The meta-analysis included 21 studies, with a total of 1,974 patients. In patients receiving 24 hours or less vs 72 hours or longer antibiotic prophylaxis regimens, no significant difference was found in the occurrence of postoperative infections in the pooled population (RR, 0.90; 95% CI, 0.67 to 1.19), or in the ENT (RR, 0.89; 95% CI, 0.54 to 1.45), and OMF populations (RR, 0.88; 95% CI, 0.63 to 1.21), separately. No heterogeneity was observed overall or in the subgroups. However, patients receiving extended-course antibiotic prophylaxis were more than twice as likely to develop adverse events unrelated to the surgical site (RR, 2.40; 95% CI, 1.20 to 3.54).

"These results suggest that short-course antibiotic prophylaxis is recommended unless risk groups are found to benefit from an extended course," the authors of the study write. "In the future, placebo-controlled randomized clinical trials need to be conducted to identify these risk groups who might benefit from different protocols."
May 9 JAMA Otolaryngol Head Neck Surg study

 

Study finds high probability of antibiotic use over time in insured patients

Originally published by CIDRAP News May 9

Research today in the New England Journal of Medicine shows that nearly two-thirds of Americans enrolled in health insurance plans filled a prescription for an antibiotic over a 4-year period.

In a letter to the journal, researchers from Harvard and the University of Toronto report that an analysis of the Truven Health MarketScan Research Databases for 2011 through 2014 found that the probability of filling an antibiotic prescription at an outpatient pharmacy was 33% over 1 year, 47% over 2 years, 55% over 3 years, and 62% over 4 years. The analysis also found that demographic groups with a higher annual volume of antibiotic consumption had a higher cumulative probability of antibiotic use at all time points.

The study is limited by the population sample, which covers 62 million Americans (roughly 20% of the population), and by the fact that it did not address whether the antibiotics prescribed were appropriate.

"Because antibiotic use is widespread, with nearly two thirds of enrollees in U.S. health insurance plans filling an antibiotic prescription during a 4-year period, it may be important to reduce inappropriate prescribing among all patients, not just the most intense antibiotic users, to effectively combat antibiotic resistance," the author's write.
May 9 N Engl J Med letter

 

IV antibiotics linked to longer hospital stays in heart failure patients

Originally published by CIDRAP News May 9

Researchers from the University of Tennessee reported yesterday in Open Forum Infectious Diseases that unnecessary intravenous (IV) antibiotic use in patients with heart failure was associated with longer hospital stays and other potential harms.

In the single-center study, the researchers analyzed data on patients admitted and discharged with acute decompensated heart failure (ADHF), a condition that is sometimes mistaken for community-acquired pneumonia (CAP). ADHF patients are often simultaneously treated for CAP with IV antibiotics, even when evidence of infection is lacking. To determine whether this treatment has any potentially adverse effects, the researchers compared the length of stay in patients who had ADHF and were given IV antibiotics with ADHF patients who received no antibiotics. Secondary outcomes included mortality, readmission rates, amount of diuretic received, and fluid volume and quantity of sodium administered as part of IV antibiotic therapy.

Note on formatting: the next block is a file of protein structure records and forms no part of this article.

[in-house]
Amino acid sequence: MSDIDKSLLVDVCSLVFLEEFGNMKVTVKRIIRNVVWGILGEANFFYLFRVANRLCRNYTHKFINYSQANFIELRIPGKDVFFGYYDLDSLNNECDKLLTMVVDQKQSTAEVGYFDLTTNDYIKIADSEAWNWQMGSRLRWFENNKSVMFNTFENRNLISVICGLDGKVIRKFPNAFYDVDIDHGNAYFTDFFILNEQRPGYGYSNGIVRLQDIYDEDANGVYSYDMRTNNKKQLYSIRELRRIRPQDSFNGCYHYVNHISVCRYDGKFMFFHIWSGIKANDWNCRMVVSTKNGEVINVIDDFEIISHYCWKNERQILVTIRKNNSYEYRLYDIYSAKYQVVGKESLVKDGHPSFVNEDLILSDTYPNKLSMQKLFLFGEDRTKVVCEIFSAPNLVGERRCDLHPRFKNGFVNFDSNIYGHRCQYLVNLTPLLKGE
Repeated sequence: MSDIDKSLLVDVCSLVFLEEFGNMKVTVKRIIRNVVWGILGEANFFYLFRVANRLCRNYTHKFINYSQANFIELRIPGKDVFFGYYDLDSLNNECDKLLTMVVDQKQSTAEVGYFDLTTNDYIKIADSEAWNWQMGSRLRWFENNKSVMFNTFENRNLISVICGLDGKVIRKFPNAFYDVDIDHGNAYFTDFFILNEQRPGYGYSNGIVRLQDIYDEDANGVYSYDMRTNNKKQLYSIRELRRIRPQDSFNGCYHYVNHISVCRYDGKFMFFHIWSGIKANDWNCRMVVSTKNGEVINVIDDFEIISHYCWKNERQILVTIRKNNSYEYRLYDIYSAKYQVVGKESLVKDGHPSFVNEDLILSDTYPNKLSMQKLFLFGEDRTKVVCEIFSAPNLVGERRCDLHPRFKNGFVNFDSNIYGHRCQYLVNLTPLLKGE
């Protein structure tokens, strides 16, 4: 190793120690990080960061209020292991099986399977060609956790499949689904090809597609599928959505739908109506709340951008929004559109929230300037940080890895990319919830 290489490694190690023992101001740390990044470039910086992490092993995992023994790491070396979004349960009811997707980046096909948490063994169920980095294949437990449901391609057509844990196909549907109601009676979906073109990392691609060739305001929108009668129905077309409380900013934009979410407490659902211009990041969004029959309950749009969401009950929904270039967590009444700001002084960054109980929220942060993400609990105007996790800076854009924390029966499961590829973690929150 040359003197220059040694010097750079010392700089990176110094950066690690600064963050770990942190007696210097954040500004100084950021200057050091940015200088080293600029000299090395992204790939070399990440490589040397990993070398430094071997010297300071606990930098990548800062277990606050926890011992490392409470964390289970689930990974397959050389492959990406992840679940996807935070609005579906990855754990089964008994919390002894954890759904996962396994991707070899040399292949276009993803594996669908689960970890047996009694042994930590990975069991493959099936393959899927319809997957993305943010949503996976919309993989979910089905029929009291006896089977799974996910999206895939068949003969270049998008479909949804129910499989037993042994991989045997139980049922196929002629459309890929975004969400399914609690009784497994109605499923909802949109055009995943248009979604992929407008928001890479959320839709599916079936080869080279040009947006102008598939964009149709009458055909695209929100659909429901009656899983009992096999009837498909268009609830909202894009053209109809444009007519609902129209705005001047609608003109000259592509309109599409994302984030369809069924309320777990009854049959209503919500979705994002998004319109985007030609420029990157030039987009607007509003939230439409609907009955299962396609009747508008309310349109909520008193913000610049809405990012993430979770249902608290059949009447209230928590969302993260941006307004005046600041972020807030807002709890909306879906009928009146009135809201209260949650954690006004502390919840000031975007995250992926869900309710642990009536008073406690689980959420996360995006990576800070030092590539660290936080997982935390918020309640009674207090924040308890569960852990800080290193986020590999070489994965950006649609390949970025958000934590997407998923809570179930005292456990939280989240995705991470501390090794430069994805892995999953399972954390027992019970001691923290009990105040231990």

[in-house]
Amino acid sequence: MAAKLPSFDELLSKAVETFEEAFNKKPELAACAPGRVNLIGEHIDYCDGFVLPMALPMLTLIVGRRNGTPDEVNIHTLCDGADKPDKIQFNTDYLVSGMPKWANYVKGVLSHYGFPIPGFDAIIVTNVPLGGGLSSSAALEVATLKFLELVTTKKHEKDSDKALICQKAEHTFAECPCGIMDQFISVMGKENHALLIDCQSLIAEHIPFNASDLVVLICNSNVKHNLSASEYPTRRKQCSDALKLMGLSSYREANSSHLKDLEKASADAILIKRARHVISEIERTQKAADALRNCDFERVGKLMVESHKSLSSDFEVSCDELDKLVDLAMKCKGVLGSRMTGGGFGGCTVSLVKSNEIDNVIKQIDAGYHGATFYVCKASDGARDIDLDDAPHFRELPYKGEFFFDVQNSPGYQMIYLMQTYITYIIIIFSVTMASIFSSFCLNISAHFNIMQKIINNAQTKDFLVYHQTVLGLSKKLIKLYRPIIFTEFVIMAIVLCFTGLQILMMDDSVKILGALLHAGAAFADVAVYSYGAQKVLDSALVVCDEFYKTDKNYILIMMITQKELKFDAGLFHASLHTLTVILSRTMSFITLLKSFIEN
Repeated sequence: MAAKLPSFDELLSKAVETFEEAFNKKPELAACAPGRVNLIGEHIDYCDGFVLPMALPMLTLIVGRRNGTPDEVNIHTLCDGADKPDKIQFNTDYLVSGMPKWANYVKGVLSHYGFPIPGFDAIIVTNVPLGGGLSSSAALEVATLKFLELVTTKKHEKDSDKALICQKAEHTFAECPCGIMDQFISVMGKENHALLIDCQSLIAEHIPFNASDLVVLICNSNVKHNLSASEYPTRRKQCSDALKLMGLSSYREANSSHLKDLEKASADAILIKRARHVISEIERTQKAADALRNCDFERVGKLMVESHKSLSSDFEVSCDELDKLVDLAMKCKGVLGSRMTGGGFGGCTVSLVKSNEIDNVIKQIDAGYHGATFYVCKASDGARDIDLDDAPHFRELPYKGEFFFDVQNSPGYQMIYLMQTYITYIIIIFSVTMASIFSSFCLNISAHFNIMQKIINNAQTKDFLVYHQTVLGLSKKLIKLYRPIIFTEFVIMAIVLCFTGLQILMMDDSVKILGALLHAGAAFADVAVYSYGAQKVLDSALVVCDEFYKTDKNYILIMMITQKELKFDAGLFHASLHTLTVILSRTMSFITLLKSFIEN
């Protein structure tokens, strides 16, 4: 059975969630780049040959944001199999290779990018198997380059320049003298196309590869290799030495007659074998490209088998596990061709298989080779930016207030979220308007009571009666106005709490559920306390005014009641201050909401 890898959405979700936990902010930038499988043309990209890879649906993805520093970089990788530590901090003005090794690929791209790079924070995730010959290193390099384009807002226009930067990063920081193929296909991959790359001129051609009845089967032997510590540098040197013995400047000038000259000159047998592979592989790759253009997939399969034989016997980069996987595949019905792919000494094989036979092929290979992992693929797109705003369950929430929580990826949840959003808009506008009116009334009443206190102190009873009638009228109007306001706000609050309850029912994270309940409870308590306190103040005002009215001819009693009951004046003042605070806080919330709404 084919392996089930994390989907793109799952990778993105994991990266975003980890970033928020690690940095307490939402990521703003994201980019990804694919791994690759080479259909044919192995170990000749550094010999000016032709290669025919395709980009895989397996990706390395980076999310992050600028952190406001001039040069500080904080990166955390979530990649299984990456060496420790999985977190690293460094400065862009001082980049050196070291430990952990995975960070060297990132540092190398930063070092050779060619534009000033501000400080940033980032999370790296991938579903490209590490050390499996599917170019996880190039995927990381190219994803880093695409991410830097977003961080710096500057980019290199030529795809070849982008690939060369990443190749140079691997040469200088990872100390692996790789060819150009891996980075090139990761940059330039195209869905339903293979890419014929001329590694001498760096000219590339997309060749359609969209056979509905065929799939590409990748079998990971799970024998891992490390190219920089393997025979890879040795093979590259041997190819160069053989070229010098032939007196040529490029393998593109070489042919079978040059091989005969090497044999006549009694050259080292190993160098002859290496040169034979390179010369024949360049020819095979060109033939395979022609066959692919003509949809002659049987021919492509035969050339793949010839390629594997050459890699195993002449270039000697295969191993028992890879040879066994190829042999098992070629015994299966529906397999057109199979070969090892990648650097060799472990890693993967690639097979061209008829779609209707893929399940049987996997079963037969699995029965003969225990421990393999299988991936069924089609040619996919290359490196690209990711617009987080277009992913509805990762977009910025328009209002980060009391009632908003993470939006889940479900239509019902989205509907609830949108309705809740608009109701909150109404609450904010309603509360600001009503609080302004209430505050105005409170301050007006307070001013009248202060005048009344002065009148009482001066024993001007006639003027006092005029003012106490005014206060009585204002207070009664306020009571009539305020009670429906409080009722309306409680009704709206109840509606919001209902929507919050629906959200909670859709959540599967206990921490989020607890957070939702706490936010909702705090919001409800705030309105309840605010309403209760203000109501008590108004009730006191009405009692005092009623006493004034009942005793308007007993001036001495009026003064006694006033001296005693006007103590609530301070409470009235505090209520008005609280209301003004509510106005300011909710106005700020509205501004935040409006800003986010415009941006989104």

Of the 144 patients in the study, none of whom had radiographic documentation suggesting pneumonia, 56 (39%) received IV antibiotics and 88 (61%) did not. Length of stay was significantly longer in the antibiotic arm (6.6 days) compared with the non-antibiotic arm (3.0 days).

Patients in the antibiotic arm also received higher total doses of furosemide than those who didn't receive antibiotics (mean total dose of 930 milligrams [mg] vs 320 mg), along with approximately 1.7 liters of additional fluid and 9,311 mg of additional sodium. Patients who received IV antibiotics were 2.2 times more likely to be readmitted to the hospital than those who did not.

The authors note that the additional fluid and sodium received by the IV antibiotic patients is important, because ADHF patients typically have volume and sodium restrictions.

"Giving patients at low risk of infection antibiotic therapy 'just to be safe' may not actually be the safest option," they conclude.
May 8 Open Forum Infect Dis abstract

 

Australian report highlights antibiotic use, resistance concerns

Originally published by CIDRAP News May 9

A report today from Australian health officials has found that community antibiotic use in the country is falling but overprescribing continues to be an issue, and that common bacterial pathogens are becoming increasingly resistant.

The third report on antimicrobial use and resistance in Australia (AURA 2019) found that the overall rate of antibiotic dispensing in the community declined from 2015 through 2017, representing the first downward trend in community antibiotic use in Australia since the 1990s. But Australia remains in the top 25% of countries with the highest community antibiotic use. In 2017, 41.5% of the population was prescribed at least one systemic antibiotic. And a large percentage of patients in 2017 were prescribed antibiotics inappropriately, including 52.2% of influenza and 92.4% of acute bronchitis patients.

Total antibiotic use in hospitals, meanwhile, rose for the first time since 2013, while inappropriate prescribing in hospitals remained static in 2017, at 23.5%. Nursing homes were found to have high levels of inappropriate prescribing, as well.